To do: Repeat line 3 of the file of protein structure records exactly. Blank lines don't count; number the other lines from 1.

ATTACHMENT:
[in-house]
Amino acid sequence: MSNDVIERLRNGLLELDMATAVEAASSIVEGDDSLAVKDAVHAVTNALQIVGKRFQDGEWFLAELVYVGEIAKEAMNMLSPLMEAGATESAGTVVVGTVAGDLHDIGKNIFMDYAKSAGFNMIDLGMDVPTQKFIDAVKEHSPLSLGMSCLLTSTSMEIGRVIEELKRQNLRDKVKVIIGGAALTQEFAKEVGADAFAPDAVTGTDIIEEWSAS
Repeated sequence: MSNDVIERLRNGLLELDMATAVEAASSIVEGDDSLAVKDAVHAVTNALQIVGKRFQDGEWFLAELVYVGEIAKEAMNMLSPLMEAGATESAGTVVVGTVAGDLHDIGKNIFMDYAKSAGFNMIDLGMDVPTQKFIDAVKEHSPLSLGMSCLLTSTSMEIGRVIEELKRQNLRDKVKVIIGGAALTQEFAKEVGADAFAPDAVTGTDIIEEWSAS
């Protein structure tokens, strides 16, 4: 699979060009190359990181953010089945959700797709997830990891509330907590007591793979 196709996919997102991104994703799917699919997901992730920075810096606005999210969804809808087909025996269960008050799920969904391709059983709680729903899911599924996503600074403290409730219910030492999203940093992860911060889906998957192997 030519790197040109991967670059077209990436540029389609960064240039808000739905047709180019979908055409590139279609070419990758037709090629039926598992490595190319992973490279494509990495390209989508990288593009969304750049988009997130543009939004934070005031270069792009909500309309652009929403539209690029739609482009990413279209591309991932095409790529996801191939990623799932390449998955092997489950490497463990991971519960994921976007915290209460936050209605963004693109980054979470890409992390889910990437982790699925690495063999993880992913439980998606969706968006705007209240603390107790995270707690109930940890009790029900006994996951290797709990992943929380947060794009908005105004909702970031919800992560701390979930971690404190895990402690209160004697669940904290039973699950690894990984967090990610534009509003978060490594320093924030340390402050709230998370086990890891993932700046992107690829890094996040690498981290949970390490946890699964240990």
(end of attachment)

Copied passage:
Repeated sequence: MSNDVIERLRNGLLELDMATAVEAASSIVEGDDSLAVKDAVHAVTNALQIVGKRFQDGEWFLAELVYVGEIAKEAMNMLSPLMEAGATESAGTVVVGTVAGDLHDIGKNIFMDYAKSAGFNMIDLGMDVPTQKFIDAVKEHSPLSLGMSCLLTSTSMEIGRVIEELKRQNLRDKVKVIIGGAALTQEFAKEVGADAFAPDAVTGTDIIEEWSAS